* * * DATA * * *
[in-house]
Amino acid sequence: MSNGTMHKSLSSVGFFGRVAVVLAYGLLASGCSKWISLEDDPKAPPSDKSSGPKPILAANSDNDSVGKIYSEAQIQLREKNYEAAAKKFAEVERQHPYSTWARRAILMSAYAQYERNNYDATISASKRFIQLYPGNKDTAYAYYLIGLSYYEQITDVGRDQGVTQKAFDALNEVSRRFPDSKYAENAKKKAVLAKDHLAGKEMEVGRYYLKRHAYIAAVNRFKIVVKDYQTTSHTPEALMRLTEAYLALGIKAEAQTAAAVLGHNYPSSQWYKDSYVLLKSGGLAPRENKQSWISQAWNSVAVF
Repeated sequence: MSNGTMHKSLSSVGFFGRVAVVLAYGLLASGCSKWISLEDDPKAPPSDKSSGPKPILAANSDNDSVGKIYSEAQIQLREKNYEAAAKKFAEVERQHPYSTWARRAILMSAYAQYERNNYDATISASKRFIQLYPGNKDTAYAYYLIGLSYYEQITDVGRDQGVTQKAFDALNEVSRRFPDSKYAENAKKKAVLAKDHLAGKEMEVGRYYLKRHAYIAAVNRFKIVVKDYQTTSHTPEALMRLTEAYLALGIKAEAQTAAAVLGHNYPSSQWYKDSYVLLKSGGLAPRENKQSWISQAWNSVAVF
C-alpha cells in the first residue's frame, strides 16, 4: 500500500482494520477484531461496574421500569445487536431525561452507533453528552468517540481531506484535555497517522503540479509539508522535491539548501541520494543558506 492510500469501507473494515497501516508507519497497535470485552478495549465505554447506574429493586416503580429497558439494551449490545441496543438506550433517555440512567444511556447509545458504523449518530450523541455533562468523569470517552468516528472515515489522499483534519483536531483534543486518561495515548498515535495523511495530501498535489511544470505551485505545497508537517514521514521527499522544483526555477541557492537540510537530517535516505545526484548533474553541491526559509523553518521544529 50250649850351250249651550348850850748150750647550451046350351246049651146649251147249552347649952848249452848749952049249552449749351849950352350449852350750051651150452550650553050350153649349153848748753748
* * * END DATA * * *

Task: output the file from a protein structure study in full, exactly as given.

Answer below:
[in-house]
Amino acid sequence: MSNGTMHKSLSSVGFFGRVAVVLAYGLLASGCSKWISLEDDPKAPPSDKSSGPKPILAANSDNDSVGKIYSEAQIQLREKNYEAAAKKFAEVERQHPYSTWARRAILMSAYAQYERNNYDATISASKRFIQLYPGNKDTAYAYYLIGLSYYEQITDVGRDQGVTQKAFDALNEVSRRFPDSKYAENAKKKAVLAKDHLAGKEMEVGRYYLKRHAYIAAVNRFKIVVKDYQTTSHTPEALMRLTEAYLALGIKAEAQTAAAVLGHNYPSSQWYKDSYVLLKSGGLAPRENKQSWISQAWNSVAVF
Repeated sequence: MSNGTMHKSLSSVGFFGRVAVVLAYGLLASGCSKWISLEDDPKAPPSDKSSGPKPILAANSDNDSVGKIYSEAQIQLREKNYEAAAKKFAEVERQHPYSTWARRAILMSAYAQYERNNYDATISASKRFIQLYPGNKDTAYAYYLIGLSYYEQITDVGRDQGVTQKAFDALNEVSRRFPDSKYAENAKKKAVLAKDHLAGKEMEVGRYYLKRHAYIAAVNRFKIVVKDYQTTSHTPEALMRLTEAYLALGIKAEAQTAAAVLGHNYPSSQWYKDSYVLLKSGGLAPRENKQSWISQAWNSVAVF
C-alpha cells in the first residue's frame, strides 16, 4: 500500500482494520477484531461496574421500569445487536431525561452507533453528552468517540481531506484535555497517522503540479509539508522535491539548501541520494543558506 492510500469501507473494515497501516508507519497497535470485552478495549465505554447506574429493586416503580429497558439494551449490545441496543438506550433517555440512567444511556447509545458504523449518530450523541455533562468523569470517552468516528472515515489522499483534519483536531483534543486518561495515548498515535495523511495530501498535489511544470505551485505545497508537517514521514521527499522544483526555477541557492537540510537530517535516505545526484548533474553541491526559509523553518521544529 50250649850351250249651550348850850748150750647550451046350351246049651146649251147249552347649952848249452848749952049249552449749351849950352350449852350750051651150452550650553050350153649349153848748753748